The long-lost Subaru-Saab crossover looks like it will finally emerge from hiding as the 9-6X.
In a previous era, General Motors controlled Saab and owned a 20 percent share of Subaru. To make a quick buck, pre-bankruptcy GM decided that they would re-badge Subaru's and sell them as high-end Saabs. Nicknamed the Saabaru Project, the only product off the line was the loved by owners-hated by critics Saab 9-2x. Basically, the 9-2x had a reworked front fascia and was a Subaru Impreza WRX hatchback with a new interior.
The very next year in 1995 GM sold their Subaru shares back to Fuji Heavy Industries, the Japanese automaker's parent company. The Saabaru Project also led to the development of the Saab 9-6 concept. Built on the Subaru B9 Tribeca crossover, the 9-6 was lost and forgotten by time, until it was recently unveiled at the Saab Museum in Trollhattan, Sweden. The mysterious and elusive car-that-never-was was discovered and photographed by Saabsunited founder Steven Wade. Wade also contends that GM developed a three-door prototype of the 9-6 but its location is unknown.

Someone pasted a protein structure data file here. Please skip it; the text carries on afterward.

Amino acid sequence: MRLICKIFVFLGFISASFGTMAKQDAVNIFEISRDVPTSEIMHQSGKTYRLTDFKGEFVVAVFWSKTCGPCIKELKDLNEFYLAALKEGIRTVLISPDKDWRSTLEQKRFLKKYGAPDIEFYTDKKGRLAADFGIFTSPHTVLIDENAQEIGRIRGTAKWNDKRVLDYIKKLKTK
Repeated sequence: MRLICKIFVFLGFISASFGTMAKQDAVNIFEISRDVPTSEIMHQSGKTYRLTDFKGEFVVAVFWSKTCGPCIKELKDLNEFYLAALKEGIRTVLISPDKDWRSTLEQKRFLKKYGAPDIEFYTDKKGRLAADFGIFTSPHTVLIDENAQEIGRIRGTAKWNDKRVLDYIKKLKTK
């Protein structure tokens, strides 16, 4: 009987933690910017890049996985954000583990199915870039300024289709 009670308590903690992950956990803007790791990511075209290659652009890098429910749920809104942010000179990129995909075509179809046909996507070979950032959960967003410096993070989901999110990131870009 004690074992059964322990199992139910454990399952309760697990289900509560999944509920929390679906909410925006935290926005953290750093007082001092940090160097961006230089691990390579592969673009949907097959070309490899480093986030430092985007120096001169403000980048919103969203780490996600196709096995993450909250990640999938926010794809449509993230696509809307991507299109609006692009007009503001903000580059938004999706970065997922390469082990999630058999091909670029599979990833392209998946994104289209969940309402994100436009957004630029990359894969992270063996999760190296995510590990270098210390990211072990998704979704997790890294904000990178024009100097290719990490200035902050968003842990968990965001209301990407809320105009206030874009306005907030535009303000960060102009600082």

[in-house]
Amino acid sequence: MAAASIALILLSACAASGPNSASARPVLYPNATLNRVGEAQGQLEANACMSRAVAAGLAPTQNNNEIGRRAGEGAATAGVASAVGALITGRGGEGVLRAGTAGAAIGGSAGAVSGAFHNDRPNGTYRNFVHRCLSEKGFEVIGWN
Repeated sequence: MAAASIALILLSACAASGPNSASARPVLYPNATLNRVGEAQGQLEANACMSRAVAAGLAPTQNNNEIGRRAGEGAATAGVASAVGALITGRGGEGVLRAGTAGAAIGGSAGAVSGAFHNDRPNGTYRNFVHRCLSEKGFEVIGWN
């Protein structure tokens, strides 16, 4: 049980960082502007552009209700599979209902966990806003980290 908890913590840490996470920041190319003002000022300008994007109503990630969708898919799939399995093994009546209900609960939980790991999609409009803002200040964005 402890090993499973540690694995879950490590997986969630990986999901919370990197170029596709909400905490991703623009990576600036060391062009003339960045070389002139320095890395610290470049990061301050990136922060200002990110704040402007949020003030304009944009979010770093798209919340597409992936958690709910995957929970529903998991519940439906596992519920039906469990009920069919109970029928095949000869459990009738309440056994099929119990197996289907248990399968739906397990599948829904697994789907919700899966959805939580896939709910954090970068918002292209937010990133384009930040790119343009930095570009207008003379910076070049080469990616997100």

The Saab 9-6 looks typical of a GM rebadging process. The car rocks a Saab nose plus a few minor tweaks to the exterior and interior trim. Saab recently announced the launch of three new models and amongst them was a 9-6X crossover. It will be developed jointly with partner Zhejian Youngman Lotus Automobile.